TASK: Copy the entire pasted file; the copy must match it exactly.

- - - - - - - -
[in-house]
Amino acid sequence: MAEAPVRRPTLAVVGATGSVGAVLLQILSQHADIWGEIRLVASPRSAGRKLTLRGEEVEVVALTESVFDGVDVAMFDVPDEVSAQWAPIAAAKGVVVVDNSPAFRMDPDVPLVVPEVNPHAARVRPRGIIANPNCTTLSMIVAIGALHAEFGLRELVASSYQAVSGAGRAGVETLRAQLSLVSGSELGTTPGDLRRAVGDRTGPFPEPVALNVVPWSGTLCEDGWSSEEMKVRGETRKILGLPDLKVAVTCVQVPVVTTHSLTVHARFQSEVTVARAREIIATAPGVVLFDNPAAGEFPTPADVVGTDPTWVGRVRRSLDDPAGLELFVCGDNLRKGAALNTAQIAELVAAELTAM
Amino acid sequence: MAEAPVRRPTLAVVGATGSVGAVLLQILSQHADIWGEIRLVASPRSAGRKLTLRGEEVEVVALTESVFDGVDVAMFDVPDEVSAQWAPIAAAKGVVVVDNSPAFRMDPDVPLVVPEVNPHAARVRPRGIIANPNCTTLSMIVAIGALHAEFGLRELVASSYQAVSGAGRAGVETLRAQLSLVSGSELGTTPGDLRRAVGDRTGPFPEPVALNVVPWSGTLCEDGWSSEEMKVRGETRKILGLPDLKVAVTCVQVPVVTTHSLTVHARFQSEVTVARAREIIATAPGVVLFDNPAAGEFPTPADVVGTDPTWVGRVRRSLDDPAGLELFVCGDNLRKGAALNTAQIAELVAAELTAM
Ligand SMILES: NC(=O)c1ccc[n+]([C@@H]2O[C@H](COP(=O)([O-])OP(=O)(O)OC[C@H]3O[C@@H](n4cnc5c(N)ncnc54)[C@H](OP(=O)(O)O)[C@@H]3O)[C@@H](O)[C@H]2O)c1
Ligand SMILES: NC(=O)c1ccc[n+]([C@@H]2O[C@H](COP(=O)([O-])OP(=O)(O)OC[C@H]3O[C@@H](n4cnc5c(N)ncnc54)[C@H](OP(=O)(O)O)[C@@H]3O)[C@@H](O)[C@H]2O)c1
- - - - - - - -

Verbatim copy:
[in-house]
Amino acid sequence: MAEAPVRRPTLAVVGATGSVGAVLLQILSQHADIWGEIRLVASPRSAGRKLTLRGEEVEVVALTESVFDGVDVAMFDVPDEVSAQWAPIAAAKGVVVVDNSPAFRMDPDVPLVVPEVNPHAARVRPRGIIANPNCTTLSMIVAIGALHAEFGLRELVASSYQAVSGAGRAGVETLRAQLSLVSGSELGTTPGDLRRAVGDRTGPFPEPVALNVVPWSGTLCEDGWSSEEMKVRGETRKILGLPDLKVAVTCVQVPVVTTHSLTVHARFQSEVTVARAREIIATAPGVVLFDNPAAGEFPTPADVVGTDPTWVGRVRRSLDDPAGLELFVCGDNLRKGAALNTAQIAELVAAELTAM
Amino acid sequence: MAEAPVRRPTLAVVGATGSVGAVLLQILSQHADIWGEIRLVASPRSAGRKLTLRGEEVEVVALTESVFDGVDVAMFDVPDEVSAQWAPIAAAKGVVVVDNSPAFRMDPDVPLVVPEVNPHAARVRPRGIIANPNCTTLSMIVAIGALHAEFGLRELVASSYQAVSGAGRAGVETLRAQLSLVSGSELGTTPGDLRRAVGDRTGPFPEPVALNVVPWSGTLCEDGWSSEEMKVRGETRKILGLPDLKVAVTCVQVPVVTTHSLTVHARFQSEVTVARAREIIATAPGVVLFDNPAAGEFPTPADVVGTDPTWVGRVRRSLDDPAGLELFVCGDNLRKGAALNTAQIAELVAAELTAM
Ligand SMILES: NC(=O)c1ccc[n+]([C@@H]2O[C@H](COP(=O)([O-])OP(=O)(O)OC[C@H]3O[C@@H](n4cnc5c(N)ncnc54)[C@H](OP(=O)(O)O)[C@@H]3O)[C@@H](O)[C@H]2O)c1
Ligand SMILES: NC(=O)c1ccc[n+]([C@@H]2O[C@H](COP(=O)([O-])OP(=O)(O)OC[C@H]3O[C@@H](n4cnc5c(N)ncnc54)[C@H](OP(=O)(O)O)[C@@H]3O)[C@@H](O)[C@H]2O)c1